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The Difference Between the Green & Orange Coolant

by Cynthia Gast

Engine coolant, also called antifreeze, is available in a multitude of colors, including green and orange. While green coolant is often thought of as traditional or conventional and the color orange is associated with the newer long-life products, there are no hard-and-fast color rules when it comes to engine coolants. All will help keep the cooling system from both overheating and freezing. The difference is found in the technology each one utilizes to protect the cooling system’s components from corrosion.

Inorganic Additive Technology

This technology is used in the conventional green coolant. Silicates and phosphates added to a base of ethylene glycol protect the metals in the cooling systems from corrosion. This type of coolant is used primarily in cars built before 2000 with steel and copper components. Some IAT coolant formulations use propylene glycol in place of the ethylene glycol because, although it is similar chemically, it is less toxic to humans, pets and the environment. Every two to three years or 30,000 miles, the anti-corrosion additives in green coolant are depleted and the coolant needs replacing.

Organic Acid Technologies

During the 1990s, cooling system components shifted to more aluminum and nylon, so coolant was reformulated to protect these new materials. This type of coolant uses organic acids to prevent corrosion and is usually orange in color. A third type of coolant utilizes Hybrid Organic Acid Technology that combines the benefits of IAT and OAT into one product. HOAT coolants are often yellow or orange but may also be blue, red or pink. Both of these types are long-life coolants and may last up to five years or 150,000 miles before they need to be replaced.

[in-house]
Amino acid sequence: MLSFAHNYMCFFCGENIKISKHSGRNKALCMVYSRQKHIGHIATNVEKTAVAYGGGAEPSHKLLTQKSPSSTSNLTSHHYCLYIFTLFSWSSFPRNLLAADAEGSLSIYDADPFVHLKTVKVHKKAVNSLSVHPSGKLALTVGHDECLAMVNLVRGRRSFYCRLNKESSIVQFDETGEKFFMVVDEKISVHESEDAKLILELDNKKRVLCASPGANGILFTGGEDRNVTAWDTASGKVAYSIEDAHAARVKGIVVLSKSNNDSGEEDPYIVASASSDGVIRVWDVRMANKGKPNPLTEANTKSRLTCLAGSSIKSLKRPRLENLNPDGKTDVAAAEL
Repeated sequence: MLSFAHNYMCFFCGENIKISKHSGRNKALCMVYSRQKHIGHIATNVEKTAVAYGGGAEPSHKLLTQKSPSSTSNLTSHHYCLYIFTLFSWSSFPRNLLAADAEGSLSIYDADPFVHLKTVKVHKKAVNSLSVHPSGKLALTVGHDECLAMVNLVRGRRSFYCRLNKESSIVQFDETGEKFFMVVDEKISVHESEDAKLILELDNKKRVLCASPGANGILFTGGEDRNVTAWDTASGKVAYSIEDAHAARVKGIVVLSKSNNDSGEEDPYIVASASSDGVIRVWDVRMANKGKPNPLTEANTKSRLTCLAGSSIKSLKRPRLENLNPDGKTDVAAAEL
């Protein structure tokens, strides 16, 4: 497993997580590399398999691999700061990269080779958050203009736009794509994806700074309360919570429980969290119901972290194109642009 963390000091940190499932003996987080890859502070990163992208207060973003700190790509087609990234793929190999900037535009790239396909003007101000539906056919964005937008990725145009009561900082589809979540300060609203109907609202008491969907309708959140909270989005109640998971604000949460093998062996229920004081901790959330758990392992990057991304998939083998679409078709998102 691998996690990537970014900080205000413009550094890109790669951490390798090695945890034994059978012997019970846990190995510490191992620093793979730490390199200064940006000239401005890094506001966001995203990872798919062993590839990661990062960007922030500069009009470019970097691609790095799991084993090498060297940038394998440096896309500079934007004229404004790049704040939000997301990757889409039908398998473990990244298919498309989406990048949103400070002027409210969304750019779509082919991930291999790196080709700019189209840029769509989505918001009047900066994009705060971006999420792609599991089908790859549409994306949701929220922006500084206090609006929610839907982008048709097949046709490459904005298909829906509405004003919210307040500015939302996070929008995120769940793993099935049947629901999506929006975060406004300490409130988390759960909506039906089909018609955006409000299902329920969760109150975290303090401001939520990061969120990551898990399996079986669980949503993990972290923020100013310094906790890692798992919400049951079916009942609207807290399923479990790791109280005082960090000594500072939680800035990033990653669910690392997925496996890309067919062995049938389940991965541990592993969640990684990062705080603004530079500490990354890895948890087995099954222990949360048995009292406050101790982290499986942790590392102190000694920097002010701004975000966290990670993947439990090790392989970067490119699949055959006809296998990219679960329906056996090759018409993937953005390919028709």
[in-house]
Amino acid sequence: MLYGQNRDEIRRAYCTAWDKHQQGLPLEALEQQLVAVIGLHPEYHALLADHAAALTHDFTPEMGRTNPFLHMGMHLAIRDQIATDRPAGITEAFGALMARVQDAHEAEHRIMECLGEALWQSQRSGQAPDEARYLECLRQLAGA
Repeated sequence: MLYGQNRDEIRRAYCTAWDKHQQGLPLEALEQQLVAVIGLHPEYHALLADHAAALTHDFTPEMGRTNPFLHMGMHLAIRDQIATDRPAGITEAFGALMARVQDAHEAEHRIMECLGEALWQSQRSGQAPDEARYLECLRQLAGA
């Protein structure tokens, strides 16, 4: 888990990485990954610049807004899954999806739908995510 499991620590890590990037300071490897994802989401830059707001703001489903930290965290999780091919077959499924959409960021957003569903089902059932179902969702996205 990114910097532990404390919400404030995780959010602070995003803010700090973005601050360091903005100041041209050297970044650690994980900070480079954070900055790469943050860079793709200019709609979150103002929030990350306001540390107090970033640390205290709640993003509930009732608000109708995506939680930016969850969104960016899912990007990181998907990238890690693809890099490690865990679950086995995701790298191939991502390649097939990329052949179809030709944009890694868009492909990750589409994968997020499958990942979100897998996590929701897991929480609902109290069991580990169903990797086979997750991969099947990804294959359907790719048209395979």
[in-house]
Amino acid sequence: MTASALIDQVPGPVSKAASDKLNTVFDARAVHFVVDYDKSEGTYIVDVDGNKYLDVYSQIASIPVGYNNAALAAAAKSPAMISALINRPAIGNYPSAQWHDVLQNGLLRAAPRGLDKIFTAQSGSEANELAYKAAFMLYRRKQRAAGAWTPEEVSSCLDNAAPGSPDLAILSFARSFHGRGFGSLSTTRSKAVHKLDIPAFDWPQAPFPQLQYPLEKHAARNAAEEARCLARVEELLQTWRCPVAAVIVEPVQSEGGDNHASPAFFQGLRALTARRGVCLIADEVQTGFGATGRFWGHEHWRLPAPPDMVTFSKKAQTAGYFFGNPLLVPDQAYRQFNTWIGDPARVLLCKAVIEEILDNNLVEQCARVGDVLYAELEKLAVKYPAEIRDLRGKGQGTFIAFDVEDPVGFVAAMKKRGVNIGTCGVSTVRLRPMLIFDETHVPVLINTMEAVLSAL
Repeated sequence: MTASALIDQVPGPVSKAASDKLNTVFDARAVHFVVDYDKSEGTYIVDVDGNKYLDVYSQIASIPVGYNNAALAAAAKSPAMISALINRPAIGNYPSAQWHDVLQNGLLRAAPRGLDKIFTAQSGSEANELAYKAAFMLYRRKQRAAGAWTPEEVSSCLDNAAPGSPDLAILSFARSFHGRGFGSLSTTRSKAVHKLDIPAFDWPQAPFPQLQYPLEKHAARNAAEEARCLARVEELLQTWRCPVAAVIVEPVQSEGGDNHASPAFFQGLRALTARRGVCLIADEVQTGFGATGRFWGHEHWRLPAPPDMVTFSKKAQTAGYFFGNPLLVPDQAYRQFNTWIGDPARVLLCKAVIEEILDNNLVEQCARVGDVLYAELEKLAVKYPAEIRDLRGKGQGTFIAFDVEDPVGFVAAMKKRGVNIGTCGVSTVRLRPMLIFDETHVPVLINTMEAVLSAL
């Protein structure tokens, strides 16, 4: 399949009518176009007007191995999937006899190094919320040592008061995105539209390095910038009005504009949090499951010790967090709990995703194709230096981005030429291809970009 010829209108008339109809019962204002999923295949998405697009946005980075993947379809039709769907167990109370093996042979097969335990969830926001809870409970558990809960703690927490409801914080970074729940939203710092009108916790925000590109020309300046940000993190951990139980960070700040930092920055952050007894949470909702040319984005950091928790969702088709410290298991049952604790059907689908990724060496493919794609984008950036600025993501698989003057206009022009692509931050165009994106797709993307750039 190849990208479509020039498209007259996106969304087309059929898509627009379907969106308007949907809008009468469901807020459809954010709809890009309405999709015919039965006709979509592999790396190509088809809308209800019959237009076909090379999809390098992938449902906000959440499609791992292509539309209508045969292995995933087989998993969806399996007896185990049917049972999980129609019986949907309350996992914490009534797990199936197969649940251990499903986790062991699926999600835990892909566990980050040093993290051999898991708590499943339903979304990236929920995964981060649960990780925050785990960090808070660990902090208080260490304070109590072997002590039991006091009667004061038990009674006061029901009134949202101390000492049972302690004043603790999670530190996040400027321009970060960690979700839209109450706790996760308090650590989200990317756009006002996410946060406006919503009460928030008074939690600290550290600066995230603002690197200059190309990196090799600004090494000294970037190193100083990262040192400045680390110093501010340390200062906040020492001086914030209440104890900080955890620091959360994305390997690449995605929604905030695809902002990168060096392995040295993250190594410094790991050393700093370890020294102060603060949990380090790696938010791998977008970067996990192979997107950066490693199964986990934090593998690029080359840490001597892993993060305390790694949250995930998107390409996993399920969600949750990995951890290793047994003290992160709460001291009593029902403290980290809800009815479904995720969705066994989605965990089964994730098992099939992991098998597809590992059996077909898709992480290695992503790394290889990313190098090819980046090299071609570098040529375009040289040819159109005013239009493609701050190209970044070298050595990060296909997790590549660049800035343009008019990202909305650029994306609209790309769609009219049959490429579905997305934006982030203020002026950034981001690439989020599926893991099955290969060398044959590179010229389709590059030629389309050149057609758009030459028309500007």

Coolant vs. Water

While water can act as an effective engine coolant all by itself, it has some limitations, including a freezing point of 32 degrees and a boiling point of 212. But coolants usually contain a mixture that is half water and half either ethylene glycol or propylene glycol, which extends the functional temperature range of the cooling system even further, from somewhere around minus 30 degrees to as high as 265.

Mixing Coolants

Mixing two types of coolants is not dangerous -- causing explosions or other pyrotechnics -- but a mixture may damage the cooling system’s components because OAT coolants are designed to protect different materials than IAT coolants. An additional consideration when using two coolant types is that the resulting mixture will last only as long as the coolant with the shortest lifespan. So a mixture of a long-life HOAT product with a conventional green coolant will still be depleted after three years or 30,000 miles.

About the Author

Cynthia Gast began writing professionally over 25 years ago in the automotive magazine niche and has also taught preschoolers and elementary grades. She has been a full-time freelance writer since 2008. Gast holds a Bachelor of Arts in history from the University of Illinois.

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